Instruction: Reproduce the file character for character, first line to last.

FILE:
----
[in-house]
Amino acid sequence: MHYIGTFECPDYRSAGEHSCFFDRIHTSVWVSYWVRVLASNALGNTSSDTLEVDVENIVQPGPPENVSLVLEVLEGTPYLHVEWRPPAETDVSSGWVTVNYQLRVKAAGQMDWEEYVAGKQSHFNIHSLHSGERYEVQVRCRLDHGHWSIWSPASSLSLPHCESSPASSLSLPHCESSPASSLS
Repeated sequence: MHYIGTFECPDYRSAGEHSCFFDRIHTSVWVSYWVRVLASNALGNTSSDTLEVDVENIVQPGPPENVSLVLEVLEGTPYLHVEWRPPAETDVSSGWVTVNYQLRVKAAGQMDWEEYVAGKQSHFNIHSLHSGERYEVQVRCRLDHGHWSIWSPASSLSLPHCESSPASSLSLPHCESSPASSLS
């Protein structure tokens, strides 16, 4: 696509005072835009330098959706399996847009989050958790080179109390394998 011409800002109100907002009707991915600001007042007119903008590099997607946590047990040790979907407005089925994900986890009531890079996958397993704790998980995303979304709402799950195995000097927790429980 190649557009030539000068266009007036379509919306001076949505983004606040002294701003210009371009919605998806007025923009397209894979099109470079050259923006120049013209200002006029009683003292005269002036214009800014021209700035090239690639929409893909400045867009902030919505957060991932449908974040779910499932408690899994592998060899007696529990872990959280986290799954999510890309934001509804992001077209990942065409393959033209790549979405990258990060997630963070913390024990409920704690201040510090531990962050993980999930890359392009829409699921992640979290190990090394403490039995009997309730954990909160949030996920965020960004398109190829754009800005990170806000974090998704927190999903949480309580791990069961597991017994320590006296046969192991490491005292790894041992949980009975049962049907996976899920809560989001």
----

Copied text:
[in-house]
Amino acid sequence: MHYIGTFECPDYRSAGEHSCFFDRIHTSVWVSYWVRVLASNALGNTSSDTLEVDVENIVQPGPPENVSLVLEVLEGTPYLHVEWRPPAETDVSSGWVTVNYQLRVKAAGQMDWEEYVAGKQSHFNIHSLHSGERYEVQVRCRLDHGHWSIWSPASSLSLPHCESSPASSLSLPHCESSPASSLS
Repeated sequence: MHYIGTFECPDYRSAGEHSCFFDRIHTSVWVSYWVRVLASNALGNTSSDTLEVDVENIVQPGPPENVSLVLEVLEGTPYLHVEWRPPAETDVSSGWVTVNYQLRVKAAGQMDWEEYVAGKQSHFNIHSLHSGERYEVQVRCRLDHGHWSIWSPASSLSLPHCESSPASSLSLPHCESSPASSLS
């Protein structure tokens, strides 16, 4: 696509005072835009330098959706399996847009989050958790080179109390394998 011409800002109100907002009707991915600001007042007119903008590099997607946590047990040790979907407005089925994900986890009531890079996958397993704790998980995303979304709402799950195995000097927790429980 190649557009030539000068266009007036379509919306001076949505983004606040002294701003210009371009919605998806007025923009397209894979099109470079050259923006120049013209200002006029009683003292005269002036214009800014021209700035090239690639929409893909400045867009902030919505957060991932449908974040779910499932408690899994592998060899007696529990872990959280986290799954999510890309934001509804992001077209990942065409393959033209790549979405990258990060997630963070913390024990409920704690201040510090531990962050993980999930890359392009829409699921992640979290190990090394403490039995009997309730954990909160949030996920965020960004398109190829754009800005990170806000974090998704927190999903949480309580791990069961597991017994320590006296046969192991490491005292790894041992949980009975049962049907996976899920809560989001």